• US Senator Maggie Hassan, New Hampshire
  • Arianna Huffington, Thrive Global founder, author, public speaker and Huffington Post co-founder
  • Jill Kargman, author, comedian, actress
  • U.S. Representative Ro Khanna, California
  • U.S. Representative Dan Kildee, Michigan
  • Miles O’Brien, journalist
  • U.S. Representative Chris Pappas, New Hampshire
  • U.S. Representative Cathy McMorris Rogers, Washington
  • U.S. Representative Fred Upton, Michigan
  • Christine Todd Whitman, former Governor of New Jersey and EPA administrator under George Bush

The National Cancer Prevention Workshop typically is an event on Capitol Hill on National Cancer Prevention Day that educates students, legislators, and provides continuing education credits for physicians, nurse and public health professionals. 

“While this year has proven to have some extreme hurdles to overcome, we possibly have our most interesting workshop,” said Less Cancer Founder Bill Couzens. “When we founded National Cancer Prevention Day in 2013, we had no way of understanding how many would embrace it. Our workshop has grown to include global participants from over 10 countries. The impact lasts all year as thousands of students register for the training on Coursera.”

Speakers included several renowned leaders including physicians, nurses, public health professionals, scientists, government organizations, NGOs, advocates and legislators. 

“We commend our colleagues at Less Cancer for taking an extra step in creating National Cancer Prevention Day,” said Dianna Cohen, Co-Founder and CEO at Plastic Pollution Coalition. “At Plastic Pollution Coalition, we believe in looking at the big picture and focusing on prevention from disease and pollution. We now know the chemicals used to make plastic are endocrine disruptors. On a personal level, my mother was diagnosed with breast cancer that was estrogen receptive, and she died at age 43. How do we prevent exposure to chemicals of concern? We must focus on prevention of disease and upstream solutions to pollution.”

The workshop is available on YouTube and Coursera. 

National Cancer Prevention Day first came about through a House of Representatives resolution led by Less Cancer on February 4, 2013. It states that work to prevent cancer impacts human health, the environment, and the economy. 

For more information, visit

About Less Cancer

Founded in 2004, the Next Generation Choices Foundation is a 501(c)(3) public charity known more widely as “Less Cancer.” The organization works to educate the public, create proactive public policies, and offer continuing education credit to physicians, nurses, and public health professionals regarding cancer, over 50 percent of which are preventable. Less Cancer signifies a new paradigm for addressing cancer, one focused on prevention. This is a departure from previous treatment-focused approaches, which focus on beating, conquering, or curing cancer.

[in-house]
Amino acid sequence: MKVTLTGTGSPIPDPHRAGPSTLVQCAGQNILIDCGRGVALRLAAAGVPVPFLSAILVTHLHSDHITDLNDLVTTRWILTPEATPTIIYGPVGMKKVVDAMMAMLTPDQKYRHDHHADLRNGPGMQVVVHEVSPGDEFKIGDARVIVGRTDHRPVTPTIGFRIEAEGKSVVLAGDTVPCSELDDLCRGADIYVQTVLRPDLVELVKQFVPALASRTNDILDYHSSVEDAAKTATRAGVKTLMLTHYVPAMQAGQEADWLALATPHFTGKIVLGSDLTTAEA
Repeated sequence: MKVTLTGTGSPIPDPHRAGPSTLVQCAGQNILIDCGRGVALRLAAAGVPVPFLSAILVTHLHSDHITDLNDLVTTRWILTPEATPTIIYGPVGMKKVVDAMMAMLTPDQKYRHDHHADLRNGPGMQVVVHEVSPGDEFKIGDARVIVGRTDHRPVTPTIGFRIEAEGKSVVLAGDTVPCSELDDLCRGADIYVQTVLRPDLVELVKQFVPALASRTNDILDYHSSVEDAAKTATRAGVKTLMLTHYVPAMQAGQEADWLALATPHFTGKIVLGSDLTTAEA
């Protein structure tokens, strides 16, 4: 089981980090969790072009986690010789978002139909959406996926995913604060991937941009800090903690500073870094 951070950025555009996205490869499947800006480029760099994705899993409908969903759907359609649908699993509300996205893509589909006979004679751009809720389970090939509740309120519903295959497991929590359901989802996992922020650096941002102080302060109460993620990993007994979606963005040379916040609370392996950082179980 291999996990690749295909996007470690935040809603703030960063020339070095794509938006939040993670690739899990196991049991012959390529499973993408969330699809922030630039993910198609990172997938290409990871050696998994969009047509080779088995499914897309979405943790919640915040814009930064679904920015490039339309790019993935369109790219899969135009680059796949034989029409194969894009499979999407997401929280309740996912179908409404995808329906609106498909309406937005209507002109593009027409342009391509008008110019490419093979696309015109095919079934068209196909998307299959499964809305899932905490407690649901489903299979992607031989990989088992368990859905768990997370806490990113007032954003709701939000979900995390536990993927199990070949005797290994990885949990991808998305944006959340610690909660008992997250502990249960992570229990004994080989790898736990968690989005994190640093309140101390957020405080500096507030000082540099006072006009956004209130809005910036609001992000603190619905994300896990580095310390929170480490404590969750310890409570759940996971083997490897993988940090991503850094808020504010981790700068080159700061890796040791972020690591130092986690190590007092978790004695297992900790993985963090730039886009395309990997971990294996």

February 4 is National Cancer Prevention Day and February is National Cancer Prevention Month. Did you know that cancer is the leading cause of death by disease among children in the United States? While it’s true that fewer children are dying of cancer than in the past, the rate of children being diagnosed with cancer has actually increased by 34% since 1975.

Because of the important work of leading scientists and health professionals, we know that toxic chemicals in the environment and in the places where children live, learn, and play are important risk factors for cancer, and that genetics alone cannot explain the rate of increase.

Due to the significant increase in the rate of childhood cancers, a team of over 60 stakeholders and leaders in the health, science, business, policy and advocacy sectors have collaborated on a the report: Childhood Cancer: Cross-Sector Strategies for Prevention.

This coalition seeks to establish a National Childhood Cancer Prevention Research Agenda and Plan to reverse the upward trend in childhood cancer incidence through a dramatic reduction of toxic chemicals, with a strong “all hands on deck” cross-sector approach to childhood cancer prevention.

“We do not know which of these 85,000-plus chemicals may be driving increases in the incidence of childhood cancers,” said Dr. Philip J. Landrigan, MD, MSc, FAAP, director of the Program in Global Public Health and the Common Good at Boston College. “We are flying blind with no instruments. We must act now on the urgent need to confront the rising incidence of cancer in America’s children. We need to launch a National Cancer Prevention Plan—a second front on the War on Cancer—a powerful program of intervention against the root causes of childhood cancer that will complement and sustain the great advances we have made in cancer treatment.”

Individuals can sign the CCPI letter of support here.

Organizations can sign the Joint Statement on Cancer Prevention here.

Read and share the report: